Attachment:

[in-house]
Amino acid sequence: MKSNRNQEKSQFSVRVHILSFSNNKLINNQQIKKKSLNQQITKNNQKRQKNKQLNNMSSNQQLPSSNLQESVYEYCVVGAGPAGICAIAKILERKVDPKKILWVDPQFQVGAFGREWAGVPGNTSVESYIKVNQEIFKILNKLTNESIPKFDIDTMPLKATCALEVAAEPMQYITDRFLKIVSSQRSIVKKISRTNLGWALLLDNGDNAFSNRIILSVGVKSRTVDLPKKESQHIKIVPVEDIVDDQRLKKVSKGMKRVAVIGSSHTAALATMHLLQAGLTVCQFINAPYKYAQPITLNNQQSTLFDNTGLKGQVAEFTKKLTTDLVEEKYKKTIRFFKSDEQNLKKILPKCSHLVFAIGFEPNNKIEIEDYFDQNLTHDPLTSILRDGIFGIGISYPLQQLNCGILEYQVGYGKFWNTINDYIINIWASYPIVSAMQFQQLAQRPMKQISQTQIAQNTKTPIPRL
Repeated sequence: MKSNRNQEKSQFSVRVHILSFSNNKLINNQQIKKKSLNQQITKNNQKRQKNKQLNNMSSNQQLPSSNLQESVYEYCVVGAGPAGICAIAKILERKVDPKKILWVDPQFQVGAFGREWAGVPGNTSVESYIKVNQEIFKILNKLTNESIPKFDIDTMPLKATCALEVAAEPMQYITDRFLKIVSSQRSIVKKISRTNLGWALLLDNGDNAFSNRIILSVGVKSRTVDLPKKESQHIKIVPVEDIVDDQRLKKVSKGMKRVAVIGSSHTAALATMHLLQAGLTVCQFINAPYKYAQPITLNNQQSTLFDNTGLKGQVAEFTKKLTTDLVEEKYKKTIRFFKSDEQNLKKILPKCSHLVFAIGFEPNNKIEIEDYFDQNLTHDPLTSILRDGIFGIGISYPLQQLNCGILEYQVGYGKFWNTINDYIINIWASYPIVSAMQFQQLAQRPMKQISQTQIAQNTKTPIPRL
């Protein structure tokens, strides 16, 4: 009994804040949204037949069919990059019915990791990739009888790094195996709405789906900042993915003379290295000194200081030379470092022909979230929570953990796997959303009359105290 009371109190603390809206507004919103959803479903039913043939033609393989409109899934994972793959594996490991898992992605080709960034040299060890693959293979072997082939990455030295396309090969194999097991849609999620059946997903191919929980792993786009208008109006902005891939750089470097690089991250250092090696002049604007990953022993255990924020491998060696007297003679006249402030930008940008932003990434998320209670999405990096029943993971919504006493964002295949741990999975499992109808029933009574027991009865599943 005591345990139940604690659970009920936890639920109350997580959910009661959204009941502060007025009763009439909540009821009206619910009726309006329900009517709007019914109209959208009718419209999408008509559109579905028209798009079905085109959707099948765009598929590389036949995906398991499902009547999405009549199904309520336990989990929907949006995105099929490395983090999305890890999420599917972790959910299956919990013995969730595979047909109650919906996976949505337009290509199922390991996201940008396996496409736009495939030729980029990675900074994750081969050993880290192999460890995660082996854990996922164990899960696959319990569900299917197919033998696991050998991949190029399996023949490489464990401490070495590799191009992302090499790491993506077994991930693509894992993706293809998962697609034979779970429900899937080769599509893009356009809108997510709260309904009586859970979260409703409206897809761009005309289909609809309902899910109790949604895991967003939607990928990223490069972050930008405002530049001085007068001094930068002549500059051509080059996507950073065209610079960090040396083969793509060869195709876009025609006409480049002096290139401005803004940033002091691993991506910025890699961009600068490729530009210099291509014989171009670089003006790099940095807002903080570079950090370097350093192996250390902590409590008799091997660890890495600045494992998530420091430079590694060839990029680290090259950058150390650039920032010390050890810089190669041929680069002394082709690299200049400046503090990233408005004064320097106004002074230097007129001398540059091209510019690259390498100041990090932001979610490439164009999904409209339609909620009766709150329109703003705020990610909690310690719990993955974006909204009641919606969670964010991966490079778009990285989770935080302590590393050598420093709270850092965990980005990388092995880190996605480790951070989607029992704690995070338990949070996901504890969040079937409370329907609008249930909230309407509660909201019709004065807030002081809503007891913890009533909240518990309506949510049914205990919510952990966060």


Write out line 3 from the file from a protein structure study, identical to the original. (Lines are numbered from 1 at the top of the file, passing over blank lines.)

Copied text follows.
Repeated sequence: MKSNRNQEKSQFSVRVHILSFSNNKLINNQQIKKKSLNQQITKNNQKRQKNKQLNNMSSNQQLPSSNLQESVYEYCVVGAGPAGICAIAKILERKVDPKKILWVDPQFQVGAFGREWAGVPGNTSVESYIKVNQEIFKILNKLTNESIPKFDIDTMPLKATCALEVAAEPMQYITDRFLKIVSSQRSIVKKISRTNLGWALLLDNGDNAFSNRIILSVGVKSRTVDLPKKESQHIKIVPVEDIVDDQRLKKVSKGMKRVAVIGSSHTAALATMHLLQAGLTVCQFINAPYKYAQPITLNNQQSTLFDNTGLKGQVAEFTKKLTTDLVEEKYKKTIRFFKSDEQNLKKILPKCSHLVFAIGFEPNNKIEIEDYFDQNLTHDPLTSILRDGIFGIGISYPLQQLNCGILEYQVGYGKFWNTINDYIINIWASYPIVSAMQFQQLAQRPMKQISQTQIAQNTKTPIPRL